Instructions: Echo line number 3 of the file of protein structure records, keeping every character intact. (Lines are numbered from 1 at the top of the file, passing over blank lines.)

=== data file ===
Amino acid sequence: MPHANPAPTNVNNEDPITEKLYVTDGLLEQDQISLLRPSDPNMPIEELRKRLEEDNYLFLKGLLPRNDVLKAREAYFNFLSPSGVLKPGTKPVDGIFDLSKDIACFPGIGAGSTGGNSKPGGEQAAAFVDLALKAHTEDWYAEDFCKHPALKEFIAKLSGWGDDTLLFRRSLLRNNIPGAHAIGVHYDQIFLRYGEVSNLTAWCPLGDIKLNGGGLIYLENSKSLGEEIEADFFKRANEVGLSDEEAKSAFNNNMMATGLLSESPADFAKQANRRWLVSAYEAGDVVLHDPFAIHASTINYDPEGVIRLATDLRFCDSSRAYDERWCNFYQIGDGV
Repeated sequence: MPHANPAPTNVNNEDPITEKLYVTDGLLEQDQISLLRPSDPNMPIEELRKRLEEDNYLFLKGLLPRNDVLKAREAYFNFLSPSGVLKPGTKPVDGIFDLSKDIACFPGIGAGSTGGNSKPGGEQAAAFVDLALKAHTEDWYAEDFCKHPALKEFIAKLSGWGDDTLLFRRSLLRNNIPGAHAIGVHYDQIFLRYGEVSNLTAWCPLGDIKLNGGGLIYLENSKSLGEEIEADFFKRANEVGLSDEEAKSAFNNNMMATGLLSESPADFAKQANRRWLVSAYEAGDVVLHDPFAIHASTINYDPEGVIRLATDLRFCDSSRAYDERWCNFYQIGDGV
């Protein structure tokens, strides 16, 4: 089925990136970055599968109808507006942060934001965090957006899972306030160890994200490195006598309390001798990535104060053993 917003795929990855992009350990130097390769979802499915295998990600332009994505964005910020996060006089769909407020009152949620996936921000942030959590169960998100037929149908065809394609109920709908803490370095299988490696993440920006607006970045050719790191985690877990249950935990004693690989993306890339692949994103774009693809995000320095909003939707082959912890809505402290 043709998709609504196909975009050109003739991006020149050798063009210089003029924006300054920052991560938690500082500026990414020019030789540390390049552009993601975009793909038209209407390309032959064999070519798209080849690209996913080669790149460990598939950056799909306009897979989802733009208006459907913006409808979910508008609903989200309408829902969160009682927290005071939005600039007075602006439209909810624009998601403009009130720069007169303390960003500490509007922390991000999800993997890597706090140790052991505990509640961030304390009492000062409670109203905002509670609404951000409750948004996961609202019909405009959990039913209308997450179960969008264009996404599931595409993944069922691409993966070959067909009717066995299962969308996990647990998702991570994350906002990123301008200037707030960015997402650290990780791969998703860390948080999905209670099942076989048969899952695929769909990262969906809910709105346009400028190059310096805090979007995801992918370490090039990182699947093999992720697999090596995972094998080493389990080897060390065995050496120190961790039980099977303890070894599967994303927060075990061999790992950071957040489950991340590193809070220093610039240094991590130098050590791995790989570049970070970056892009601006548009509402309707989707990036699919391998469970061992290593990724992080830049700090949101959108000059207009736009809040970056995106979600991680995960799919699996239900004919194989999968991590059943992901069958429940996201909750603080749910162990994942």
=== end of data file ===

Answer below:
């Protein structure tokens, strides 16, 4: 089925990136970055599968109808507006942060934001965090957006899972306030160890994200490195006598309390001798990535104060053993 917003795929990855992009350990130097390769979802499915295998990600332009994505964005910020996060006089769909407020009152949620996936921000942030959590169960998100037929149908065809394609109920709908803490370095299988490696993440920006607006970045050719790191985690877990249950935990004693690989993306890339692949994103774009693809995000320095909003939707082959912890809505402290 043709998709609504196909975009050109003739991006020149050798063009210089003029924006300054920052991560938690500082500026990414020019030789540390390049552009993601975009793909038209209407390309032959064999070519798209080849690209996913080669790149460990598939950056799909306009897979989802733009208006459907913006409808979910508008609903989200309408829902969160009682927290005071939005600039007075602006439209909810624009998601403009009130720069007169303390960003500490509007922390991000999800993997890597706090140790052991505990509640961030304390009492000062409670109203905002509670609404951000409750948004996961609202019909405009959990039913209308997450179960969008264009996404599931595409993944069922691409993966070959067909009717066995299962969308996990647990998702991570994350906002990123301008200037707030960015997402650290990780791969998703860390948080999905209670099942076989048969899952695929769909990262969906809910709105346009400028190059310096805090979007995801992918370490090039990182699947093999992720697999090596995972094998080493389990080897060390065995050496120190961790039980099977303890070894599967994303927060075990061999790992950071957040489950991340590193809070220093610039240094991590130098050590791995790989570049970070970056892009601006548009509402309707989707990036699919391998469970061992290593990724992080830049700090949101959108000059207009736009809040970056995106979600991680995960799919699996239900004919194989999968991590059943992901069958429940996201909750603080749910162990994942």